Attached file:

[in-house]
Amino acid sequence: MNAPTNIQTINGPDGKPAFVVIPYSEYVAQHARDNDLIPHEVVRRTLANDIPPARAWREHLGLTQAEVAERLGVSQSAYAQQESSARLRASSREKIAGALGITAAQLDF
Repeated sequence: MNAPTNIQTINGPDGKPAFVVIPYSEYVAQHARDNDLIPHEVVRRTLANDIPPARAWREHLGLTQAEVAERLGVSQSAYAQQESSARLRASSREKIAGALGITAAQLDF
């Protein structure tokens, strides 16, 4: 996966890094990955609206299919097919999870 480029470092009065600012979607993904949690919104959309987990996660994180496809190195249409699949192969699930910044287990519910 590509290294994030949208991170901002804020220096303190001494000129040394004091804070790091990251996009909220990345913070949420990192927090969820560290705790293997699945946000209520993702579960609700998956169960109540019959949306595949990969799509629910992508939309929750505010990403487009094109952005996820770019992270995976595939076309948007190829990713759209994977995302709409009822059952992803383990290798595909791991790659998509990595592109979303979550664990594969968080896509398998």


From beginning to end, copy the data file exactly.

[in-house]
Amino acid sequence: MNAPTNIQTINGPDGKPAFVVIPYSEYVAQHARDNDLIPHEVVRRTLANDIPPARAWREHLGLTQAEVAERLGVSQSAYAQQESSARLRASSREKIAGALGITAAQLDF
Repeated sequence: MNAPTNIQTINGPDGKPAFVVIPYSEYVAQHARDNDLIPHEVVRRTLANDIPPARAWREHLGLTQAEVAERLGVSQSAYAQQESSARLRASSREKIAGALGITAAQLDF
């Protein structure tokens, strides 16, 4: 996966890094990955609206299919097919999870 480029470092009065600012979607993904949690919104959309987990996660994180496809190195249409699949192969699930910044287990519910 590509290294994030949208991170901002804020220096303190001494000129040394004091804070790091990251996009909220990345913070949420990192927090969820560290705790293997699945946000209520993702579960609700998956169960109540019959949306595949990969799509629910992508939309929750505010990403487009094109952005996820770019992270995976595939076309948007190829990713759209994977995302709409009822059952992803383990290798595909791991790659998509990595592109979303979550664990594969968080896509398998």